4801. “Iowa State Census,” 1895, IA, Lucas, Lincoln, 332, 1022076, 795, Iowa State Historical Department.
File: 1895 IA Lucas County Lincoln p332
4803. John Alden Blanchard and Betty Ann Townsend, “California, County Marriages, 1850-1952,” December 17, 1948, Los Angeles County, CA,
Files (2): JohnAldenBlanchardJr_BettyAnnTownsend_MarLic_I, JohnAldenBlanchardJr_BettyAnnTownsend_MarLic_II
4804. Allison Clapp Guentes, “Reflections on My Father, A. Taylor Clapp,”, January 20, 2014.
My father was born, and almost 61 years later he died. Between those bookends are a collection of stories we will remember as his life. Between those certain, unbudging dates he navigated through the uncharted waters we all wade through on our own journeys. How fortunate we all are to have crossed paths with Taylor, or even traveled along side him for awhile.

Perhaps some of you know that Taylor had eidetic memory, which is a gift that allowed him to remember everything in full color detail, and to replay whole events from his past in his mind as vividly as when he first experienced them. He often spoke of his memory as a curse — what a burden, he’d say, to carry everything with you all the time — to never forget the good, but also the bad.

Today is our day to remember him, in vivid color, to recall all the details, the nuiances that, like a fingerprint, made his life unique.

Taylor was born into a family, who on his father’s side, stretches back 13 generations to our ancestor Captain Roger Clapp who arrived in what is now Massachusetts nine years prior to the Mayflower. His mother, in contrast, is a first generation American, born of Polish and Russian immigrants who, we found out only a few years ago, never legally gained citizenship, but worked very hard and were proud Americans none-the-less. Taylor lived with this dual legacy — the certainty and history of an old family line, and the direct connection back to Europe. He remembers sitting on his Grandmother’s lap, while she told him stories, thick-accented, of “dee owld county.”

If you ask his mother, Franna, she will tell you that on Christmas Day, 1952, she was quietly but painfully in labor all day as she and Allen entertained holiday guests. That night, they drove from their house on Riggs Road to Washington Adventist Hospital and on the 26th Allen Taylor Clapp Jr. was born.

Within a couple of years, the threesome moved to a house on the Severn River, which feeds into the Chesapeake Bay. He could sail as soon as he could walk. The boat he remembers best was the Alfranta, an amalgamation of Allen, Franna, and Taylor. He loved the water, and it called to him. In recent years, he enjoyed the occasional yacht cruise down the South River out of Annapolis, or simply a meal in a restaurant overlooking the harbor.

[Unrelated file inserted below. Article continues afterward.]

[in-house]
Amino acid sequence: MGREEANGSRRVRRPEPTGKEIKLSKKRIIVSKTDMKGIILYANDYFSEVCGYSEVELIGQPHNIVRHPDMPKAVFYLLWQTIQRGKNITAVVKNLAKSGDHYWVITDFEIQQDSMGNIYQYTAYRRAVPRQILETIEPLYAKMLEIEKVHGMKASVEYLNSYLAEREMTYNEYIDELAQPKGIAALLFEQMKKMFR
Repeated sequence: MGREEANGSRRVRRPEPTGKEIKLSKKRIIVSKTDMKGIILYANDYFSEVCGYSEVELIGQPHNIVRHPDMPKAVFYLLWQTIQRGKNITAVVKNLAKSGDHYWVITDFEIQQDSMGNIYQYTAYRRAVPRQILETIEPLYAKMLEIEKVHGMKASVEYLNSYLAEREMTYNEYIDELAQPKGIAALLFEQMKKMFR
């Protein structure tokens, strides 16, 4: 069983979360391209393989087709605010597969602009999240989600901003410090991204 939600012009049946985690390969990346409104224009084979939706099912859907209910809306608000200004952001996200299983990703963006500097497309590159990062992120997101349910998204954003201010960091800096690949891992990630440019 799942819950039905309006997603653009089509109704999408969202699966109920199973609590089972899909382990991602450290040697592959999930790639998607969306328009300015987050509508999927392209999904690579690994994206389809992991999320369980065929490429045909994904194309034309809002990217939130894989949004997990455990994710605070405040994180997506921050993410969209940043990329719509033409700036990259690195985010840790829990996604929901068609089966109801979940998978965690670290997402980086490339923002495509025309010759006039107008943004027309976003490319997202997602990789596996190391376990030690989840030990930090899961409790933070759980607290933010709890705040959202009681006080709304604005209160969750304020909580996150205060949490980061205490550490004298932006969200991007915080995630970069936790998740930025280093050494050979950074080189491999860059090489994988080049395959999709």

Taylor attended public school in Anne Arundel County, and then for 7th grade, Al and Franna thought is was important for Taylor to attend Adventist school. So during the week he lived with his grandmother Clintie and his mathematician aunt Dee, whom he adored, on Elm Avenue in Takoma Park so he could attend John Neven Andrews School.

Taylor had no siblings, and no cousins. He said to us once that at family gatherings he was hovered over and doted on profusely. As an introvert he appreciated escaping the masses and making his own fun. He developed a voracious appetite for reading, enjoyed building small electronics, and tinkering with chemistry.

There is one story I know staring my Dad and a certain young Gary Schewell that features the two of them wiring a toilet seat to deliver a shock when sat upon by presumably Gary’s grandmother. As I understand it, she was more impressed than upset, but maybe we should ask Gary about that later.

Adeolescent Taylor, known to his school friends as Tayl or Flick, continued his education at Takoma Academy, where he became close to a few, friends with many, and liked by all, with his quiet, thoughtful demeanor, often seen with his camera and photography equipment.

Over the years, thanks to online social networking, he reconnected with many of you here today that he met during those formative TA years.